• Improving the redress framework so that it is fairer for consumers and firms from a global perspective
  • Improving oversight of Appointed Representatives, following previous communication
  • Reducing and preventing financial crime via a holistic, “whole system” response
  • Being assertive in relation to detecting market abuse and taking decisive action.

2. Setting and testing higher standards

  • Putting consumers’ needs first, starting with the progression of the proposed new Consumer Duty
  • Enabling consumer self-service through ensuring promotions are clear, fair and not misleading
  • Further developing the FCA’s ESG strategy, including developing a sustainability taxonomy and consulting on regulatory expectations relating to diversity and inclusion
  • Minimising operational disruption through operational resilience expectations of firms

3. Promoting competition and positive change

  • Future proofing the financial services sector by tailoring rules to benefit UK markets globally and thus strengthening the UK’s position in global markets
  • Shaping digital markets to achieve good outcomes.

How the FCA will deliver on these commitments

Keeping with the FCA’s shift towards a focus on outcomes through cross-sector responses, its Business Plan includes common regulatory tools and activities to cross each of the three commitments, which are:

  • Authorisation of firms and individuals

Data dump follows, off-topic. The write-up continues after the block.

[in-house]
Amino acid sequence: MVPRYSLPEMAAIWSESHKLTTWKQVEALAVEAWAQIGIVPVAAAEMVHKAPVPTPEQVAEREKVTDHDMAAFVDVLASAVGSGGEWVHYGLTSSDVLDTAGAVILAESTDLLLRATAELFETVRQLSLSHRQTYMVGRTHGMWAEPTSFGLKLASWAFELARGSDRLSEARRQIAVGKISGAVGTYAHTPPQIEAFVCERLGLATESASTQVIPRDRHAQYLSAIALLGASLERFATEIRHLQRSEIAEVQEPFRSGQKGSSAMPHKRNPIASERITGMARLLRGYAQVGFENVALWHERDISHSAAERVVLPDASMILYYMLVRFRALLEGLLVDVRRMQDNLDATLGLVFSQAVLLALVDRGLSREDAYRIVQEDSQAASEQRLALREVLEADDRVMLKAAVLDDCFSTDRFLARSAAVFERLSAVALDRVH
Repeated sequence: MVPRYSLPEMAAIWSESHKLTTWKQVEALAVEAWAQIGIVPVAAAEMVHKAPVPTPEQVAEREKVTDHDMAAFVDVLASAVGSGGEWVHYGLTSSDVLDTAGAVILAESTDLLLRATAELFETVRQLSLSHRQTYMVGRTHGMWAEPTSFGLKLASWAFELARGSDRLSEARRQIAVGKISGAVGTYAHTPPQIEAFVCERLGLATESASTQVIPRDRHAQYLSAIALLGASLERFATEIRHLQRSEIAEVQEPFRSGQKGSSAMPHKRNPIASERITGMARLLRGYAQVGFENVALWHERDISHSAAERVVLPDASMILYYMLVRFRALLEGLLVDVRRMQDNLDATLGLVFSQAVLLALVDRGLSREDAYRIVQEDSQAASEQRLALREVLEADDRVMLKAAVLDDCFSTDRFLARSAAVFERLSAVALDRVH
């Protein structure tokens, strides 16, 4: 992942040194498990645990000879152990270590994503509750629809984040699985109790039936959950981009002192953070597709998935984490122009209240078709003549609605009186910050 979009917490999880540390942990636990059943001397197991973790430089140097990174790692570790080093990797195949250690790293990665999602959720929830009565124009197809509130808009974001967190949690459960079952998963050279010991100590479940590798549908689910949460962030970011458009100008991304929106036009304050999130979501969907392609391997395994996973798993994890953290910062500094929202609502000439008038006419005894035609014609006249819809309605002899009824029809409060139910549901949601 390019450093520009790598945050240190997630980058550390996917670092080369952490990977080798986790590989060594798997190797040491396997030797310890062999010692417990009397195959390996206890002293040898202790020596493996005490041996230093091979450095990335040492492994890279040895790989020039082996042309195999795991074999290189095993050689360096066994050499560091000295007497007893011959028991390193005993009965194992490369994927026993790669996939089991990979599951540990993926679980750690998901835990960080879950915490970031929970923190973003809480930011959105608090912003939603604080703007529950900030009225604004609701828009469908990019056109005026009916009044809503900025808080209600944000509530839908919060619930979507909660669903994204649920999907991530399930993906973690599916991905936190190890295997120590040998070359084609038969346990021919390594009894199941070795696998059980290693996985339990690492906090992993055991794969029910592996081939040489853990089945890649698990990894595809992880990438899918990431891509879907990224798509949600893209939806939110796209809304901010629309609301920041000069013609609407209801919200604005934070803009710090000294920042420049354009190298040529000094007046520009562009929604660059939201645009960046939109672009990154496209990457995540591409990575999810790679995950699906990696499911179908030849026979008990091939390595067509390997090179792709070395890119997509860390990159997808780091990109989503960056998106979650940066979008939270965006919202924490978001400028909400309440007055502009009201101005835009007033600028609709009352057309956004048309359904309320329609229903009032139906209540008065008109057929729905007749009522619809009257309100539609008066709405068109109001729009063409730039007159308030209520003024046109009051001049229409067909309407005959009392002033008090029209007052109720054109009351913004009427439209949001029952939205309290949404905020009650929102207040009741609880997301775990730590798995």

• Set rules and standards
  • Support competition and innovation
  • Empower consumers and firms
  • Recognise and reduce harm
  • Take quick and effective action.

The FCA has made it clear there needs to be significant investment in its own technology, infrastructure and data analysis to enable it to become a data led regulator. A number of the outcome measures depend on the FCA being able to deliver on its Transformation agenda. This is a significant investment. The last two years of reports and accounts show FCA spending to be on people at about 60% of spend and technology at about 13%. The Business Plan sets out a budgetary increase of 7.3% which is inflationary, changes to responsibilities and changes to national insurance contributions. The question is whether the ambition for transformation is matched by the budget.

What is on the horizon?

In our view, three key policy initiatives to watch out for from the FCA this year and future years are:

  1. Consumer duty - the FCA expects to publish the feedback statement and any finalised rules and guidance on the proposed Consumer Duty by July 2022 and expect firms to be working to implement these over the course of this year. It is important to point out that the Consumer Duty is not a rerun of Treating Customers Fairly. It is more fundamental and takes a new dimension in a digital world. The recent Discussion Papers by the CMA ‘Online Choice Architecture’ emphasises the importance of digital architecture in consumer protection and in driving effective competition, as well as highlighting some of the challenges.
  2. ESG - ESG is a topic that is moving quickly and faster than the global regulatory thinking around it. The FCA published an ESG Strategy in November 2021, however there is still much to develop in this space and the FCA is engaged with industry and regulators nationally and internationally. For consumers, the focus is on minimising the risks of misleading advertising relating to ‘green’ products. For markets, the focus is on the quality and quantity of climate related sustainability disclosures. BDO publishes a Sustainable Reporting Update that may be of interest here.
  3. Brexit – HMT will be expecting the FCA to utilise its regulatory powers to create a competitive advantage for London as a global financial centre, as well as the UK as a whole, whilst maintaining market cleanliness and standards.

If you have any questions or  would like to find out more, please contact Richard Barnwell or Leigh Treacy.